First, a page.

"It's easy to build distrust, but to restore trust takes a long time. And we like predictability," said Anwar, who is a senior adviser to Indonesia's vice-president. "You cannot put your charm on and off. There has to be some predictability."
China, which still bitterly remembers Japan's wartime atrocities, has warned that Abe's plan to change the country's defence policy would signal a return to militarism.
But Anwar said Japan had enough checks and balances to prevent that from happening.
Before he goes much further, Abe must convince a wary public at home of the benefits of dispatching troops to play regional protector.
Japan's constitution forbids the Self Defence Force from doing anything beyond protecting its own territory. Abe and his Liberal Democratic Party are now seeking to reinterpret the "no war" provisions so that the defence forces can participate in so-called collective self-defence - aiding allies that are under attack and protecting its citizens abroad.
Abe's speech at the Shangri-La Dialogue concerned some delegates.
"The region is divided. Not everybody here outright opposes Japan," Thayer said. "But some are quite worried that the major powers could overplay their hands."
For years, Beijing has seen Washington's strategy to reengage with Asia, termed a "pivot" in 2010 and later re-branded as "rebalancing", as a move to contain China's rise.
Relations between the two powers soured after US President Barack Obama's April trip to four Asian countries - three of them allies.
Many in China blamed Obama for further emboldening America's allies, in particular Japan and the Philippines, in their territorial disputes with China.
Nick Bisley, a professor of international relations at La Trobe University in Australia, said if events at the Shangri-La Dialogue were any indication, China was increasingly pitting itself against the US alliance.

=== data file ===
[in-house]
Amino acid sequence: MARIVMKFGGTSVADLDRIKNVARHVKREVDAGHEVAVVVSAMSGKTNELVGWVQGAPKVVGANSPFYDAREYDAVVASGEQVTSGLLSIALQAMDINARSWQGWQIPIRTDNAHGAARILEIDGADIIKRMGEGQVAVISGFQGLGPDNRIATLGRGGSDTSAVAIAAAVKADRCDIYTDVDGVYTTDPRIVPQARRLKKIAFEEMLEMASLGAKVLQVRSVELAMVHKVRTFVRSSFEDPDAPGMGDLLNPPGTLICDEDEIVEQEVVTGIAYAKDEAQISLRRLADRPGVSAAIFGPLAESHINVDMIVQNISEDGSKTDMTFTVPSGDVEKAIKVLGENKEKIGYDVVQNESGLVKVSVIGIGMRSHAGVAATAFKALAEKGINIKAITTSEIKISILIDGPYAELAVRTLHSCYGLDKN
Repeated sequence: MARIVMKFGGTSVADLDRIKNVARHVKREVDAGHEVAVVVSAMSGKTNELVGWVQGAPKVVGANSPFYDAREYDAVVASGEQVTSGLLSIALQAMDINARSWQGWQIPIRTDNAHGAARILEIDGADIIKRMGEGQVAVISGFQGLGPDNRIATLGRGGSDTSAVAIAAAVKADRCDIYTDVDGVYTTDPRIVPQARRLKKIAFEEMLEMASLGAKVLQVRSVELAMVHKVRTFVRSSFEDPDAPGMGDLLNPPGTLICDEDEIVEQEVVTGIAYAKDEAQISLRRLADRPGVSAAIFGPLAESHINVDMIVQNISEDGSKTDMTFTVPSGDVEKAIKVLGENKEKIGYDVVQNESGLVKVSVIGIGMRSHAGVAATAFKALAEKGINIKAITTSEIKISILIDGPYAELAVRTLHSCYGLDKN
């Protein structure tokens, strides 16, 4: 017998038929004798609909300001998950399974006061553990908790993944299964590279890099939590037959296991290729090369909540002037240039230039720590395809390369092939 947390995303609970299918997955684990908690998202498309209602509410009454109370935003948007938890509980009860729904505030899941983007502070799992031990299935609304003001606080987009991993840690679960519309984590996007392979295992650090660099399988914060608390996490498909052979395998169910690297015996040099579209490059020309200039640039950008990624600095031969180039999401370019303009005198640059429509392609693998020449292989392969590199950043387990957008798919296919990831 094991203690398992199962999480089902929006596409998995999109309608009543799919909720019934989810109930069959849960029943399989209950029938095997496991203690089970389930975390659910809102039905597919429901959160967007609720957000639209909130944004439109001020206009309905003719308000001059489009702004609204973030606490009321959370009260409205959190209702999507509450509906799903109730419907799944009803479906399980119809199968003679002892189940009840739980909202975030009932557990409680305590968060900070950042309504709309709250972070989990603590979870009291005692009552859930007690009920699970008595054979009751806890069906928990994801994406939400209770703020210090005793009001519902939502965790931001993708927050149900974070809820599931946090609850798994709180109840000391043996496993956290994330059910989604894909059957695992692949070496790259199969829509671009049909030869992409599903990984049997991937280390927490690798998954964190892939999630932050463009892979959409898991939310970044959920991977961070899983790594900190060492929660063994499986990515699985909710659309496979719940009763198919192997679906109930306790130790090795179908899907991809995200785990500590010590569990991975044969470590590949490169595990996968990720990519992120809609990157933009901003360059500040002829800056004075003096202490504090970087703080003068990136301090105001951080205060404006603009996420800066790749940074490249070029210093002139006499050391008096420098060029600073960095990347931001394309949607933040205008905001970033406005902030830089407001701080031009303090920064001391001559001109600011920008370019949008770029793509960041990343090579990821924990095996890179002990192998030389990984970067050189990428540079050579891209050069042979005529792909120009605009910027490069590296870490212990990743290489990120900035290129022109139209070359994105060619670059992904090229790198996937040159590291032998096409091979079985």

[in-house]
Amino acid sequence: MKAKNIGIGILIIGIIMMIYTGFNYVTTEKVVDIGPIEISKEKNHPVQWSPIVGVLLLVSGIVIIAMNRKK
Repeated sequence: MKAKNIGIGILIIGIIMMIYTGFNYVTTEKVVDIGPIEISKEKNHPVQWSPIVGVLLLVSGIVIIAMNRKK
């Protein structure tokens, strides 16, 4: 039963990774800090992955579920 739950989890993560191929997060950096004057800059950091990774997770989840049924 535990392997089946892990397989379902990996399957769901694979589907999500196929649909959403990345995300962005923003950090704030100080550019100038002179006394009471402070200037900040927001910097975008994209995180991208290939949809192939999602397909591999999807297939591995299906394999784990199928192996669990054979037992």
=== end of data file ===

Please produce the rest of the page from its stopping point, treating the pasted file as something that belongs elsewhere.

That puts Southeast Asian nations in a tricky position.
"It's like 60 years ago when they were asked the 'which side are you on' cold war question," said Bisley, who attended the summit. "They sought to avoid that, and they are trying to avoid that. But it's not working."
In his speech, the PLA's Wang sought to advocate for a "new Asian security concept", a vision first outlined by President Xi Jinping a week earlier. Xi envisions a regional security framework in which China and other Asian countries would play a bigger role.
But barbs and heated exchanges overshadowed Wang's speech. Regional delegates also remained unconvinced when Wang said China never instigated problems but was forced to respond to provocations by others.
Similarly overlooked was a question raised by Singapore Defence Minister Ng Eng Hen in his concluding remarks: how best to accommodate a rising China?
Bisley and other analysts warned that a failure to find common ground would generate more friction. He said China was an insecure power, which could lead to rash decisions.
"The really tricky thing for the US to understand and to accept is that countries that depend on it, like the Philippines and Vietnam, have interests that ultimately matter less to the overarching system than China's," Bisley said.
"How it grapples with that is going to determine how things play out in the next 10 or 15 years."